GE Pushes For Bigger Industrial Internet - InformationWeek

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GE Pushes For Bigger Industrial Internet

GE Internet of Things portfolio expands as it brings big-data analysis to vending machines, office equipment, bridges, and other new markets.

9 Innovative Products: Designers Of Things Conference
9 Innovative Products: Designers Of Things Conference
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GE is holding its third annual Industrial Internet event in New York on Thursday where it's announcing software offerings, new partnerships, and new services to expand the company's footprint in Internet of Things deployments.

Over the last three years GE's portfolio has steadily grown from 10 to 24 and, this year, 40 software and services offerings. The company's goal is to extend its prowess in connecting machines and applying big-data analysis beyond GE's world of turbines, jet engines, locomotives, and industrial equipment.

In a partnership announced Thursday with Softbank of Japan, for example, GE is eyeing vending machines as assets that are sorely in need of connected intelligence.

[Want more on GE deployments in new industries? Read GE Powers Internet Of Agriculture.]

"In countries like Japan, where they have a lot of vending machines, it's surprising how little information they have about how people are buying and the state of the machine," said Bill Ruh, VP, GE Software, in an interview with InformationWeek. "They have connectivity, but they need deep analytics about the operation and use of the machine."

Just as GE senses the state of its jet engines and appropriately plans when to take on which maintenance tasks, office equipment is another potential market, said Ruh, and GE is also considering public-infrastructure projects tied to roadways and bridges.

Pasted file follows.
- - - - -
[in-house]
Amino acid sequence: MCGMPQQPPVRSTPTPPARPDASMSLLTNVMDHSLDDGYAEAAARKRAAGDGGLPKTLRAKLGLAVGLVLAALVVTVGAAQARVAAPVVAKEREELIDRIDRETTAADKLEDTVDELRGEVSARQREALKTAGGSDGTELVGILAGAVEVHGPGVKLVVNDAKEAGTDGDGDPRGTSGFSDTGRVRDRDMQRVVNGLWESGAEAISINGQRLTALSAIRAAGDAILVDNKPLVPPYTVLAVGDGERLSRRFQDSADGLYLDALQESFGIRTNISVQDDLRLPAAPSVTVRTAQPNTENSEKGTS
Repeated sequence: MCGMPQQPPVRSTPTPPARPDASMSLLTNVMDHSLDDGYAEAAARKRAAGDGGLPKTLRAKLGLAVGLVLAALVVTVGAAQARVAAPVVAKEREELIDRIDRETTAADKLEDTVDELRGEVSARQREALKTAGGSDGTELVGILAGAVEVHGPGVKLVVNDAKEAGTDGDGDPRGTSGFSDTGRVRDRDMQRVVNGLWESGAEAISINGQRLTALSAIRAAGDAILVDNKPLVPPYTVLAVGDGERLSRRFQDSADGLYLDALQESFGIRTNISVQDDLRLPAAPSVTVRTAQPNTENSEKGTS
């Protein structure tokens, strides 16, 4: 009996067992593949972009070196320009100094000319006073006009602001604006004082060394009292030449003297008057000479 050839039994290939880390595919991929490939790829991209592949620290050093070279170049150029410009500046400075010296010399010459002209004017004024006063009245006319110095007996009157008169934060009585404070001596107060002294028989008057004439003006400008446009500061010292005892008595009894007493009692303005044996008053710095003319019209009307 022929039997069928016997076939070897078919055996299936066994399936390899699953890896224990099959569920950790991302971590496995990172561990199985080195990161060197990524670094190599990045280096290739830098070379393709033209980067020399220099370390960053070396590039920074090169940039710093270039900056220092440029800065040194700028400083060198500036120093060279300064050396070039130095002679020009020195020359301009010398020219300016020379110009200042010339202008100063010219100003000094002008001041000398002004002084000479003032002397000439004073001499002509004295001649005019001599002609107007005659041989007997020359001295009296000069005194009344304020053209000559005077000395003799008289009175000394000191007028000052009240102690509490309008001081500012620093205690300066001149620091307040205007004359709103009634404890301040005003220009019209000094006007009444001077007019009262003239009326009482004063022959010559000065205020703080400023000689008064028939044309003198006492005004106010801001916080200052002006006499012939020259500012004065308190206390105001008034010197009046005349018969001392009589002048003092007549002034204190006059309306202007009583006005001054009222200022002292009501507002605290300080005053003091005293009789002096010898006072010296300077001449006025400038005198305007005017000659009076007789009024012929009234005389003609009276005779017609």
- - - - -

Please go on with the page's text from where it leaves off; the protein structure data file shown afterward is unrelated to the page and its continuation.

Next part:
To provide all the components and connections required for large-scale projects, GE announced new partnerships with Cisco to use its ruggedized routers, Intel to use its chips and servers, and Verizon to use its networks to connect with GE sensors. Those sensors are increasingly being fitted to non-GE industrial equipment for applications including predictive maintenance and performance optimization.

A modern, connected power-generation station spins off terabytes of data that can be used to optimize performance and maintenance.
A modern, connected power-generation station spins off terabytes of data that can be used to optimize performance and maintenance.

GE is hoping to replicate Industrial Internet applications and value-added services it has pioneered and perfected for its own products. In the oil and gas industry, for example, GE manufactures pumps and valves, and it has introduced a line of smart sensors and cloud-delivered services. A Field Vantage service helps customers remotely monitor and manage far-flung oil and gas wells, optimizing both production and maintenance activities. An Intelligent Pipeline Management service spots hot spots and automatically sends alerts and adjusts pressure to avoid failures and facilitate repairs.